This is not a piece I was dying to write. It’s about death. The great equalizer. The reason I bring up the subject today is that I read a piece recently that scientists are looking seriously at ways to keep us alive forever. No more wakes. No more inflated obituaries. No more people saying nice things to the family about us they really didn’t mean. No more squabbling over who gets what in the estate.
Some deep-pocketed moguls seem to think there might be some big bucks in the effort. Big bucks, as in an estimated $610 billion by 2025.
According to my abacus, that’s two-and-a-half years from now. This tells me that we must be worth more alive than dead. Sorry about that, estate planners.
Heavy hitters like Peter Thiel, co-founder of PayPal and Jeff Bezos, Amazon’s chairman, plus whoever is running Google these days are all funding initiatives to figure out a way to keep us — and them, I would assume — from kicking the bucket. The ideas range from “rejuvenating cells” to “hacking” the little boogers in order to “recode” them. If some nerdy kid locked away in his bedroom can hack my computer, how hard can hacking a cell be?
At a recent conference at the London Institute for Mathematical Sciences, which I was unable to attend because it occurred the same week I had scheduled to rearrange my sock drawer, director Thomas Fink told a Washington Post reporter that life could be engineered to live longer if we could figure out why we age in the first place.
Scientists agree that all organisms degrade over time and eventually break down. That is probably why my knees ache.
Forrest Sheldon, an associate at the institute, thinks that “if the aging process is a mechanism inside the cell controlled by a transcription program, we might be able to influence it.” I’ll take his word for it because I have no idea what he is talking about.
This isn’t the only effort at trying to figure out a way to help us achieve immortality, which I will say modestly that I think I have already managed to do thanks to my witty and thought-provoking columns. (Pause for applause.)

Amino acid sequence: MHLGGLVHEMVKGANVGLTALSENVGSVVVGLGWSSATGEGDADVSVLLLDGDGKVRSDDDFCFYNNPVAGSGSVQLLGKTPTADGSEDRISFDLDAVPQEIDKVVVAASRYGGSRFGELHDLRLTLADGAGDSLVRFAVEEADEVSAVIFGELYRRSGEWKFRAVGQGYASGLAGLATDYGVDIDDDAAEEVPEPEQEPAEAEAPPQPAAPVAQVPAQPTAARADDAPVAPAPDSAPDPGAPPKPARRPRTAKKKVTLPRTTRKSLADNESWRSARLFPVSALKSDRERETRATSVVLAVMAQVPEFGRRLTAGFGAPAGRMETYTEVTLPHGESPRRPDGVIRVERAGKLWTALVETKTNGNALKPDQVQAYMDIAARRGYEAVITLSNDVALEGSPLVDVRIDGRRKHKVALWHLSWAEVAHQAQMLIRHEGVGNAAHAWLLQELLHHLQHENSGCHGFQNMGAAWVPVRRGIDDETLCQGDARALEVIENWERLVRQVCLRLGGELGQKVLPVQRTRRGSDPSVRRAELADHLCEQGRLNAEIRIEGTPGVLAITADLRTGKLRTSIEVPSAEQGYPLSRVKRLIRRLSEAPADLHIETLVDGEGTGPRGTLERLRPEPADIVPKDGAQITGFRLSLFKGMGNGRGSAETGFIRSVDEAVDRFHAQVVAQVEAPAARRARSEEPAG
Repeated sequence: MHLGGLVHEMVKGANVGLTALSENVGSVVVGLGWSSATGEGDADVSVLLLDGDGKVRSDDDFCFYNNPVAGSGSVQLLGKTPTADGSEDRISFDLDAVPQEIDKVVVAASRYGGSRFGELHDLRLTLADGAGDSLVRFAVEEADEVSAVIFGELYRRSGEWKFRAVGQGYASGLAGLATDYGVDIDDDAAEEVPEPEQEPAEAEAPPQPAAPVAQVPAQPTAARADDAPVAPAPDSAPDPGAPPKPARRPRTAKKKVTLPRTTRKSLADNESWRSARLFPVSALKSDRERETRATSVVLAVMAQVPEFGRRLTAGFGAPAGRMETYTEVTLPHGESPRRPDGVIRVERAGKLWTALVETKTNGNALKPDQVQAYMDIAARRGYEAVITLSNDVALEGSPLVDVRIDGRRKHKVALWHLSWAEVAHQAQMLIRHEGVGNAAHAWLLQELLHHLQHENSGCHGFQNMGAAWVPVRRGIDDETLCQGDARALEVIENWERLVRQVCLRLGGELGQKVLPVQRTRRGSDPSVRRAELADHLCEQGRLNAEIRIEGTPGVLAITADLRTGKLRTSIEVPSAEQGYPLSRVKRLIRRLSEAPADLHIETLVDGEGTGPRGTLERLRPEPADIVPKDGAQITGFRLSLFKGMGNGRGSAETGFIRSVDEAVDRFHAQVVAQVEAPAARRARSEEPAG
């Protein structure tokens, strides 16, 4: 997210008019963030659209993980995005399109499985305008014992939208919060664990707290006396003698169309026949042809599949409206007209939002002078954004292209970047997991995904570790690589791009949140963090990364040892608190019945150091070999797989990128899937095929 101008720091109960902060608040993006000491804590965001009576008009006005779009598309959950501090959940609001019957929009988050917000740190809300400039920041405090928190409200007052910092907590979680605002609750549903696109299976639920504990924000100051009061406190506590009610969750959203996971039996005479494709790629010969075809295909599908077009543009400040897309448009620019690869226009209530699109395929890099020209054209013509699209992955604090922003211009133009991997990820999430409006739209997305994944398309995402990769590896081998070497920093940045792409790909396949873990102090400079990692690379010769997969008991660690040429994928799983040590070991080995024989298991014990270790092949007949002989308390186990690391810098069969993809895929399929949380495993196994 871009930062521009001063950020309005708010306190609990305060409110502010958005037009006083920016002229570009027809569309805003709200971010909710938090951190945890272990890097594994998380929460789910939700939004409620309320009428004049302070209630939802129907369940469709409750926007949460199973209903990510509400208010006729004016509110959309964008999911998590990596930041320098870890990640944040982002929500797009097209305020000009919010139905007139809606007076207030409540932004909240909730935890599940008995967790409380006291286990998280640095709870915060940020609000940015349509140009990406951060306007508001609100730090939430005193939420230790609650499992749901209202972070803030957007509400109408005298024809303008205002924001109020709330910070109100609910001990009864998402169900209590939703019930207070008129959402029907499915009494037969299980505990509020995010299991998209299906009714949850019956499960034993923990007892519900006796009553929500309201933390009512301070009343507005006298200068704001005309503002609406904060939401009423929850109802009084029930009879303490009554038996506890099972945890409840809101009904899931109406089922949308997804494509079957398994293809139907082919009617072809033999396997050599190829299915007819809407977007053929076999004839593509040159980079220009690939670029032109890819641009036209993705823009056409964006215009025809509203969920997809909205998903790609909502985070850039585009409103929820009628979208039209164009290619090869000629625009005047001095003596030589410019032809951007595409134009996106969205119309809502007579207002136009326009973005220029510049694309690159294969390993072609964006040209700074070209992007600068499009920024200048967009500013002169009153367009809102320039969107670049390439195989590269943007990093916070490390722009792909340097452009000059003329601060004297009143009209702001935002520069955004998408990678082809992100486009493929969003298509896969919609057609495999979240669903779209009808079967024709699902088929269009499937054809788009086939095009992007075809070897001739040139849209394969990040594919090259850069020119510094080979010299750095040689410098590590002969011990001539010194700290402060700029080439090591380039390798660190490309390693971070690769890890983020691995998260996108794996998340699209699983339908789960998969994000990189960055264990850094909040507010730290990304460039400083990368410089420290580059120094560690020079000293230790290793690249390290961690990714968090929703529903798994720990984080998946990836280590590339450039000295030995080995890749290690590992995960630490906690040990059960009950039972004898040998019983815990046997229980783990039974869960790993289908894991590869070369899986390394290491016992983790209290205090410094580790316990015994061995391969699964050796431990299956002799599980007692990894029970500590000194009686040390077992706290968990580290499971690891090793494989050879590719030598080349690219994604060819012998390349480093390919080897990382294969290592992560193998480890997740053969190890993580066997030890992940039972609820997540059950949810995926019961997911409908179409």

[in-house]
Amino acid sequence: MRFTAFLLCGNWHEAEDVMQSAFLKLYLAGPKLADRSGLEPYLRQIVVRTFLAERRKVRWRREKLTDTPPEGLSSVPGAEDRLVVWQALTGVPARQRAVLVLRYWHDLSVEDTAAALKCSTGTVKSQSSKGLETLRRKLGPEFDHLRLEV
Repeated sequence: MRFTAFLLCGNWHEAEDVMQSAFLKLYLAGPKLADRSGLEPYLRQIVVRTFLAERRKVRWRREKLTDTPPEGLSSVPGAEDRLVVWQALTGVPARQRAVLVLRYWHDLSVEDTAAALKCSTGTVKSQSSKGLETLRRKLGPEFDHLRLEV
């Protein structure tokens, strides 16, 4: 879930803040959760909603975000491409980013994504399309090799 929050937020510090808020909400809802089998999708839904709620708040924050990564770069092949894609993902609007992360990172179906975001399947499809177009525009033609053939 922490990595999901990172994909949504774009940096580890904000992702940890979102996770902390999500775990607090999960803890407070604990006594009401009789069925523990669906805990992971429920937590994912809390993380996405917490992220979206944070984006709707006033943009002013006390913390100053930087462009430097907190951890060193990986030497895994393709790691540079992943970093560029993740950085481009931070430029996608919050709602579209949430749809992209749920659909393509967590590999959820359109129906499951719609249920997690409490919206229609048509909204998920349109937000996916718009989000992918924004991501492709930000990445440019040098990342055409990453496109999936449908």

There is cryonics where they freeze your body, hoping to figure out how to thaw you out which seems still to be a bit of a problem. And then there is something called “mind-loading” which involves scanning the brain accurately enough to copy it to a computer in digital form. The computer would then supposedly be able to experience feelings and have a conscience. What it would not be able to do is write witty and thought-provoking columns which, by the way, doesn’t require a conscience.
Searching for eternal life on this earth is nothing new. It has been going on for eons and to no avail. Remember Ponce de Leon who came to Florida supposedly looking for the Fountain of Youth? All he found was water that smells like rotten eggs and a tourism industry.
The big question that must be asked is do you really want to live forever? That means if you can, so can a nutcase like Vladimir Putin. And that little fat guy with the bad haircut who runs North Korea. And the Supreme Whoever in Iran that hates Israel and won’t let women ride bicycles. Not to mention the woke crowd, cancel culturists and robocallers.
On the other hand, I would have humor-impaired wingnuts on both ends of the political spectrum to gig into all eternity, as well as more tut-tut special interest groups than a yard dog has fleas, assuring me of an endless supply of witty and thought-provoking columns and further immortality. Not to mention a bunch of cranky emails.
I could paint forever and eat banana pudding forever and avoid broccoli forever, hoping the stuff couldn’t get its cells hacked and might disappear forever. I could bleed Red-and-Black and never run dry and watch You-Know-Where Institute of Technology win three games a year into perpetuity.
Alas, scientists admit all of this is a long way off and might not even happen — not the three wins a year for YKWIT, that’s a given — I’m talking about staying alive forever. Evidently, hacking rejuvenated cells isn’t as easy as it sounds. Rats.
I guess I will just forget all the science talk and get back to churning out witty and thought-provoking columns. After all, there is more than one way to be immortal.